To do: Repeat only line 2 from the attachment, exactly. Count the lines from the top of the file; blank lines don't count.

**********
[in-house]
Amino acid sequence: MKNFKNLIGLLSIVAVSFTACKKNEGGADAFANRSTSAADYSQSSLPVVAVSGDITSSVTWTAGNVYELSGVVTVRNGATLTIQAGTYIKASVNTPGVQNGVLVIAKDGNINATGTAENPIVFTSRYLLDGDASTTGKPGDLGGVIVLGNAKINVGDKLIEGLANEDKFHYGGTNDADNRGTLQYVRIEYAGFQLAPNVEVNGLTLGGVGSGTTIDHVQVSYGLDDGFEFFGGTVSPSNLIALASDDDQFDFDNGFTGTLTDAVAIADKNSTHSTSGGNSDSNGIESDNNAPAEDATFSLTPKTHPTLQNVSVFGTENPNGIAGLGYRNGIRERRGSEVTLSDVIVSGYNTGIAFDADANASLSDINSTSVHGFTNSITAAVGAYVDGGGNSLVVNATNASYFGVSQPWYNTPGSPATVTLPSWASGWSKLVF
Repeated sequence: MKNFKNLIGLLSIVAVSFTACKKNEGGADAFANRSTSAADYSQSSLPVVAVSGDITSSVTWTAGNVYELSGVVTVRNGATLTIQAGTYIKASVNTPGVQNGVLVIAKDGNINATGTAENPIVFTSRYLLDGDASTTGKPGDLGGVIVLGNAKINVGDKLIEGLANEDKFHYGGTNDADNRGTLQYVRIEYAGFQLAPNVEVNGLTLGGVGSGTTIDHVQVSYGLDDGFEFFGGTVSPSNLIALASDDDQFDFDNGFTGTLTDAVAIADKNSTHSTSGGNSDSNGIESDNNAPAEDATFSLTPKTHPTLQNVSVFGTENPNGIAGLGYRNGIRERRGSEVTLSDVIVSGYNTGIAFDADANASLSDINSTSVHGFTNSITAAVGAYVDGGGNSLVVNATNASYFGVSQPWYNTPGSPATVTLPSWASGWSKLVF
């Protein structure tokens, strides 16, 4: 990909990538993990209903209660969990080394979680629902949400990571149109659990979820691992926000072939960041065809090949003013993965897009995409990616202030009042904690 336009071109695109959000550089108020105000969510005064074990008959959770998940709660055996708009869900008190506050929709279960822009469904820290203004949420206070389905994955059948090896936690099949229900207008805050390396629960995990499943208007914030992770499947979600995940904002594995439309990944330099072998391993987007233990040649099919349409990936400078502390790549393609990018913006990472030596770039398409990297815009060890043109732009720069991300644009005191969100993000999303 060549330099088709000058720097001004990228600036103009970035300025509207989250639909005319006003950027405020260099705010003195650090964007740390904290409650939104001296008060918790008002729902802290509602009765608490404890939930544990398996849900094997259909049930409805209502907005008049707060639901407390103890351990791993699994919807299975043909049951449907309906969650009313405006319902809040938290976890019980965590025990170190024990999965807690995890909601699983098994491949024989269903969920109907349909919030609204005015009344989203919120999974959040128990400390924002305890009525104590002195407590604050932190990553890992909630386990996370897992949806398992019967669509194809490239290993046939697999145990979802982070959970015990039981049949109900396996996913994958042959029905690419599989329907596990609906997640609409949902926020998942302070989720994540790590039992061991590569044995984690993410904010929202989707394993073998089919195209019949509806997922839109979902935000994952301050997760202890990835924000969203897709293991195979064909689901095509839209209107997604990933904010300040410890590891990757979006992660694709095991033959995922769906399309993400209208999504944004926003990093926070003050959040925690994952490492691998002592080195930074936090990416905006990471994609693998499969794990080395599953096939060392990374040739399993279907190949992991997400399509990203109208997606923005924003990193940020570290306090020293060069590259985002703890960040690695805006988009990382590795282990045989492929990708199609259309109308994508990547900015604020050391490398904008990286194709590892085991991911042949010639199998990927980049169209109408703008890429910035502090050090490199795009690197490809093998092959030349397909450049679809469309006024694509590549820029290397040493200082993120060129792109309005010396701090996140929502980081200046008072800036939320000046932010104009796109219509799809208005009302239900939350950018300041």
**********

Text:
Amino acid sequence: MKNFKNLIGLLSIVAVSFTACKKNEGGADAFANRSTSAADYSQSSLPVVAVSGDITSSVTWTAGNVYELSGVVTVRNGATLTIQAGTYIKASVNTPGVQNGVLVIAKDGNINATGTAENPIVFTSRYLLDGDASTTGKPGDLGGVIVLGNAKINVGDKLIEGLANEDKFHYGGTNDADNRGTLQYVRIEYAGFQLAPNVEVNGLTLGGVGSGTTIDHVQVSYGLDDGFEFFGGTVSPSNLIALASDDDQFDFDNGFTGTLTDAVAIADKNSTHSTSGGNSDSNGIESDNNAPAEDATFSLTPKTHPTLQNVSVFGTENPNGIAGLGYRNGIRERRGSEVTLSDVIVSGYNTGIAFDADANASLSDINSTSVHGFTNSITAAVGAYVDGGGNSLVVNATNASYFGVSQPWYNTPGSPATVTLPSWASGWSKLVF